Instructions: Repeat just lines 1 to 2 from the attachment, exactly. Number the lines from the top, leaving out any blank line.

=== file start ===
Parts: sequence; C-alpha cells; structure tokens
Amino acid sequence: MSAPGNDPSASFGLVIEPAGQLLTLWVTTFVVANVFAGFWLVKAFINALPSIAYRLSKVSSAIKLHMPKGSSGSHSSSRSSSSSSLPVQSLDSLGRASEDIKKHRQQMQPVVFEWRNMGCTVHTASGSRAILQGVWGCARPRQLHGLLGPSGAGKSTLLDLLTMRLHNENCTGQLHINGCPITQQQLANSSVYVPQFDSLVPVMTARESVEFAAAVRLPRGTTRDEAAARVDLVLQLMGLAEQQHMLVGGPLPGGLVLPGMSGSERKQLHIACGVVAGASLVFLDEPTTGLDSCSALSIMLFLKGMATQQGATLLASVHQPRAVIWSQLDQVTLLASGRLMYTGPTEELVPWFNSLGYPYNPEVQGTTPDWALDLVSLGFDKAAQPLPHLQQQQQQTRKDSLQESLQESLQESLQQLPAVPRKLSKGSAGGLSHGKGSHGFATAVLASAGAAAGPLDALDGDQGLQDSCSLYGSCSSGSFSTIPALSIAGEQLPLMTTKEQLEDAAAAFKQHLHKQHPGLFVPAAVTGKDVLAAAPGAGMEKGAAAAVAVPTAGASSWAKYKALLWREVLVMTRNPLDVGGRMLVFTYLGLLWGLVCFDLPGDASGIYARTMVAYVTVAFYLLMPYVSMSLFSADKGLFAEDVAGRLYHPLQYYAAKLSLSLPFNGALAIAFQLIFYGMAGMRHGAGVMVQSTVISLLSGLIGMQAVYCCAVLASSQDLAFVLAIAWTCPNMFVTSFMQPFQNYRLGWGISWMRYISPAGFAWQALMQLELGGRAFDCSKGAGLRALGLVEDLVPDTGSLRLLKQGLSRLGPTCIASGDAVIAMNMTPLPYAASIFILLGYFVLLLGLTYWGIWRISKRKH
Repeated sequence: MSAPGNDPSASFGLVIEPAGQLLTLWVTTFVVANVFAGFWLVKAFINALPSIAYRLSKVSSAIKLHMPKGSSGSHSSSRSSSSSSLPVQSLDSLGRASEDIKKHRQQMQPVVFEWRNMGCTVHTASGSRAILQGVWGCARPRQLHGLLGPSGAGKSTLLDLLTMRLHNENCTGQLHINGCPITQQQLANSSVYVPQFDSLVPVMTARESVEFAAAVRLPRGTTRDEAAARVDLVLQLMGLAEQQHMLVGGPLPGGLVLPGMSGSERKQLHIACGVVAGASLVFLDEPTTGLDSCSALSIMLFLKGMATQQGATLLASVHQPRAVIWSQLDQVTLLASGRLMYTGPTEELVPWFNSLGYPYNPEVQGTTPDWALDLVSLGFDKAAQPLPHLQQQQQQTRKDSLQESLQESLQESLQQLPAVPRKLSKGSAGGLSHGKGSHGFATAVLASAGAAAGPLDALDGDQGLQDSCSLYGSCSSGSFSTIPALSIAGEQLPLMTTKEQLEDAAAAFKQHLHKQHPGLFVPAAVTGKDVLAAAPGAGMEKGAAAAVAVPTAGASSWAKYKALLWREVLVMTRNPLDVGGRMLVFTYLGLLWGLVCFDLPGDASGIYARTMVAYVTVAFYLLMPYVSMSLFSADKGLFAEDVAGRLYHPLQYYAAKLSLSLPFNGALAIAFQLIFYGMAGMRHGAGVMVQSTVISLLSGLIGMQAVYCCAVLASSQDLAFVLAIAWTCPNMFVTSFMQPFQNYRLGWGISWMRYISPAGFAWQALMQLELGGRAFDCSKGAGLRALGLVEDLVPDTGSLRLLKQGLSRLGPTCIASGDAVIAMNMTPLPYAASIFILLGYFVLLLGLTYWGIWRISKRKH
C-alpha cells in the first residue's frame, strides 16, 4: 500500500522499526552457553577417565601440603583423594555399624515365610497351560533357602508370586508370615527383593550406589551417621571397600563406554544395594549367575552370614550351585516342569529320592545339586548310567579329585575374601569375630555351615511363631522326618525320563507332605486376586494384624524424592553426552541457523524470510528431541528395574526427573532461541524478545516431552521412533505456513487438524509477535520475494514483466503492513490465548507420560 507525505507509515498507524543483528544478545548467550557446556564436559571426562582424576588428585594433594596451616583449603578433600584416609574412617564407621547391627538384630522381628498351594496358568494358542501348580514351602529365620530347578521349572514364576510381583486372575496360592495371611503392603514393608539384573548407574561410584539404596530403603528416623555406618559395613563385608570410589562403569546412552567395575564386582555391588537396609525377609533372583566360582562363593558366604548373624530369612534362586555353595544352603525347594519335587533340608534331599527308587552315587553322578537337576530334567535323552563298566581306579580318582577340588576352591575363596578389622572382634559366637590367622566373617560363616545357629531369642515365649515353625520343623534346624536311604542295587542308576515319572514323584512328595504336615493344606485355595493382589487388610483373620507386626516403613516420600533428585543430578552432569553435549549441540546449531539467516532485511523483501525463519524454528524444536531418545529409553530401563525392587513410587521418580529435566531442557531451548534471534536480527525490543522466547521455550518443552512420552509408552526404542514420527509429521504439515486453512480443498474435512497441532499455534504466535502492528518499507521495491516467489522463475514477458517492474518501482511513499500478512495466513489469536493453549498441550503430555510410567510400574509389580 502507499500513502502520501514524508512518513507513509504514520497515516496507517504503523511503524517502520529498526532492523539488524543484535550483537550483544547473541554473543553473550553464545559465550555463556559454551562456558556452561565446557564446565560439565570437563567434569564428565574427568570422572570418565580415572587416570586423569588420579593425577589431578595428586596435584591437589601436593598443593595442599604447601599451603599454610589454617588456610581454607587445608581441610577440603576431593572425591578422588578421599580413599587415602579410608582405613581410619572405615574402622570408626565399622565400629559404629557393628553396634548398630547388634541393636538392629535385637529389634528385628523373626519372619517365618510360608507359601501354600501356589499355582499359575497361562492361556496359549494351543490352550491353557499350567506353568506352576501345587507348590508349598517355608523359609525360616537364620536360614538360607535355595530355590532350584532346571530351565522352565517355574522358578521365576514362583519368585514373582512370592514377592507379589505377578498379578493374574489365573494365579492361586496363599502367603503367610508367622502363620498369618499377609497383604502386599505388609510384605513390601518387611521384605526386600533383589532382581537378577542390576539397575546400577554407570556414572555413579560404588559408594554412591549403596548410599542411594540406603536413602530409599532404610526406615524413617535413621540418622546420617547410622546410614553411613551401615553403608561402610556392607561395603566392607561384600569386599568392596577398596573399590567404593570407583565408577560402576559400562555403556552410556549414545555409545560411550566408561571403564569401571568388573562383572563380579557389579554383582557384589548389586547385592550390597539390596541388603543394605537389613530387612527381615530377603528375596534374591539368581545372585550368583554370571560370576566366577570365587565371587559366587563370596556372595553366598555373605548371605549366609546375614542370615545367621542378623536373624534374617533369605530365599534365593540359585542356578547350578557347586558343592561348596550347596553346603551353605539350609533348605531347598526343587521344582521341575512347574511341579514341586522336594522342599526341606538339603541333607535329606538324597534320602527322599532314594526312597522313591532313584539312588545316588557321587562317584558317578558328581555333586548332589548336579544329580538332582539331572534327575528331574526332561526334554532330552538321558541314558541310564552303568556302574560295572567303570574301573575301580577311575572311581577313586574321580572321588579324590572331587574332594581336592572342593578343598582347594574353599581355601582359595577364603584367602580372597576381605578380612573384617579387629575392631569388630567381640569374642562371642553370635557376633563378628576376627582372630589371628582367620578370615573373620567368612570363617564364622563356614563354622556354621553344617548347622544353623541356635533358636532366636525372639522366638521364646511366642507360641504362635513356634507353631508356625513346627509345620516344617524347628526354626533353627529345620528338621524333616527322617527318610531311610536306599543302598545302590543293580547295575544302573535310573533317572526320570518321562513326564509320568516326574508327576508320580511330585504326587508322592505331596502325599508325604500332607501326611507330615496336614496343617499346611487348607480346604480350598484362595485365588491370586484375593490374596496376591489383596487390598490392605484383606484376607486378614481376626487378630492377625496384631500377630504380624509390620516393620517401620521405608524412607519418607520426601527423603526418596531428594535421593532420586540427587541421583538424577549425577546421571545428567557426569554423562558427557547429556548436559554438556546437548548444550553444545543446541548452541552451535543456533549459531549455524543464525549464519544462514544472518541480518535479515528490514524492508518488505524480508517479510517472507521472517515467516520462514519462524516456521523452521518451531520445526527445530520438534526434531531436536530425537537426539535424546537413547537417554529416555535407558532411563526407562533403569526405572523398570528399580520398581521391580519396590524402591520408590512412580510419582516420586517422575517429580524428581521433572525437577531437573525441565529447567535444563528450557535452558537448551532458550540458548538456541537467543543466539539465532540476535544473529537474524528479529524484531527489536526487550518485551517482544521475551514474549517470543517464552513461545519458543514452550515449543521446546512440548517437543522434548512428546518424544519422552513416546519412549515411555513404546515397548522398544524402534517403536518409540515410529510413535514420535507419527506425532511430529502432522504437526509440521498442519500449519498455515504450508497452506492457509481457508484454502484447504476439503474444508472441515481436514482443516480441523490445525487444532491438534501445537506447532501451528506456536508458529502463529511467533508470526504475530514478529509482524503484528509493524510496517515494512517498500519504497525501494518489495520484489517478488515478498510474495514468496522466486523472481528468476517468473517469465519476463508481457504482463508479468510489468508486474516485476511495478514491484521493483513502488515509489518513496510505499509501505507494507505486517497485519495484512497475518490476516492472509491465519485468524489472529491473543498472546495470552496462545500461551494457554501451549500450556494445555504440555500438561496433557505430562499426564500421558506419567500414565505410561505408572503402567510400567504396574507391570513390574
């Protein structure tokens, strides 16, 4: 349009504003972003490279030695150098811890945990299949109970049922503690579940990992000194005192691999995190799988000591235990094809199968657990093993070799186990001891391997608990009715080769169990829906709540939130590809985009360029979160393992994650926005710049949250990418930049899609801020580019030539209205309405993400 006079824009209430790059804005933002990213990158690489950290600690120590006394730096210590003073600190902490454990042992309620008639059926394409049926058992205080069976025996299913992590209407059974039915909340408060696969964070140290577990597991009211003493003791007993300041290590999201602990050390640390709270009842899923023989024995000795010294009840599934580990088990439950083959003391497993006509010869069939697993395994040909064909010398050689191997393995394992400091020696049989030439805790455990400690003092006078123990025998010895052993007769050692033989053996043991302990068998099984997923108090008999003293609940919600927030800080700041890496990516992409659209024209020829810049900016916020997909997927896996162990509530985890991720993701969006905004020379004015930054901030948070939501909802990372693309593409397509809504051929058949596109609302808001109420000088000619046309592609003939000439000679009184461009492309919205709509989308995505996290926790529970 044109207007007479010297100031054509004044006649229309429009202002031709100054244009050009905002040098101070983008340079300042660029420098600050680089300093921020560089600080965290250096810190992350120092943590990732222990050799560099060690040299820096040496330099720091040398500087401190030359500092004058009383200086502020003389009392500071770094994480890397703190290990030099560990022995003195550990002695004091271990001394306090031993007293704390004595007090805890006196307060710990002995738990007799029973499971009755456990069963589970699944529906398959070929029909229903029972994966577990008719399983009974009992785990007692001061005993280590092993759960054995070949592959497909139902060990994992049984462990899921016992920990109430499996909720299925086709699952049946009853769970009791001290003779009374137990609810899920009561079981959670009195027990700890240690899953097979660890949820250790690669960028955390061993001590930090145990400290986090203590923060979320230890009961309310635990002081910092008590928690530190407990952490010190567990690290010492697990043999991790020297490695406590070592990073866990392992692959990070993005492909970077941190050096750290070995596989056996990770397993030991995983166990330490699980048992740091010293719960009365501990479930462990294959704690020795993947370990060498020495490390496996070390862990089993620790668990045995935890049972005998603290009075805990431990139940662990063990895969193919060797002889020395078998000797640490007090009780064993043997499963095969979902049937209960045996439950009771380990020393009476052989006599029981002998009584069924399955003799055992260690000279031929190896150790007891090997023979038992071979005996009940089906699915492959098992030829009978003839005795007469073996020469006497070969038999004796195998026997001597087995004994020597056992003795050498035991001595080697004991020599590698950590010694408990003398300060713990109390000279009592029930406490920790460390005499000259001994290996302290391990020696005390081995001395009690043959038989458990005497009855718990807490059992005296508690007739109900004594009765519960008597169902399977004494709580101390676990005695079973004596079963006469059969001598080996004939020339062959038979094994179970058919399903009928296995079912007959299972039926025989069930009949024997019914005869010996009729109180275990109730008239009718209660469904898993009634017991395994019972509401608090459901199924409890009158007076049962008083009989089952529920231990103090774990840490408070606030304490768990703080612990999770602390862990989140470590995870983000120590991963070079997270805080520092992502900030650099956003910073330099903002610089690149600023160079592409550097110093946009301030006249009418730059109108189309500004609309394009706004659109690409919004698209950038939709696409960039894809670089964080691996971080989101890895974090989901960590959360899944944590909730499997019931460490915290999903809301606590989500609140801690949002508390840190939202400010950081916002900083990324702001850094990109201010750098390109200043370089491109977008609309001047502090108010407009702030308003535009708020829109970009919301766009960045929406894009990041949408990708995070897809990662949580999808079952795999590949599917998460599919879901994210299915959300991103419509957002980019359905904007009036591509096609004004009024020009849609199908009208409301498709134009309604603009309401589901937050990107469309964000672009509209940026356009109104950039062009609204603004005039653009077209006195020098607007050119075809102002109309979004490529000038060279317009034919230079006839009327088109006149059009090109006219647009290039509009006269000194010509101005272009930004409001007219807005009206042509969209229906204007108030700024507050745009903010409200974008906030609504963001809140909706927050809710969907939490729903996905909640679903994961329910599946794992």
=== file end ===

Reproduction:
Parts: sequence; C-alpha cells; structure tokens
Amino acid sequence: MSAPGNDPSASFGLVIEPAGQLLTLWVTTFVVANVFAGFWLVKAFINALPSIAYRLSKVSSAIKLHMPKGSSGSHSSSRSSSSSSLPVQSLDSLGRASEDIKKHRQQMQPVVFEWRNMGCTVHTASGSRAILQGVWGCARPRQLHGLLGPSGAGKSTLLDLLTMRLHNENCTGQLHINGCPITQQQLANSSVYVPQFDSLVPVMTARESVEFAAAVRLPRGTTRDEAAARVDLVLQLMGLAEQQHMLVGGPLPGGLVLPGMSGSERKQLHIACGVVAGASLVFLDEPTTGLDSCSALSIMLFLKGMATQQGATLLASVHQPRAVIWSQLDQVTLLASGRLMYTGPTEELVPWFNSLGYPYNPEVQGTTPDWALDLVSLGFDKAAQPLPHLQQQQQQTRKDSLQESLQESLQESLQQLPAVPRKLSKGSAGGLSHGKGSHGFATAVLASAGAAAGPLDALDGDQGLQDSCSLYGSCSSGSFSTIPALSIAGEQLPLMTTKEQLEDAAAAFKQHLHKQHPGLFVPAAVTGKDVLAAAPGAGMEKGAAAAVAVPTAGASSWAKYKALLWREVLVMTRNPLDVGGRMLVFTYLGLLWGLVCFDLPGDASGIYARTMVAYVTVAFYLLMPYVSMSLFSADKGLFAEDVAGRLYHPLQYYAAKLSLSLPFNGALAIAFQLIFYGMAGMRHGAGVMVQSTVISLLSGLIGMQAVYCCAVLASSQDLAFVLAIAWTCPNMFVTSFMQPFQNYRLGWGISWMRYISPAGFAWQALMQLELGGRAFDCSKGAGLRALGLVEDLVPDTGSLRLLKQGLSRLGPTCIASGDAVIAMNMTPLPYAASIFILLGYFVLLLGLTYWGIWRISKRKH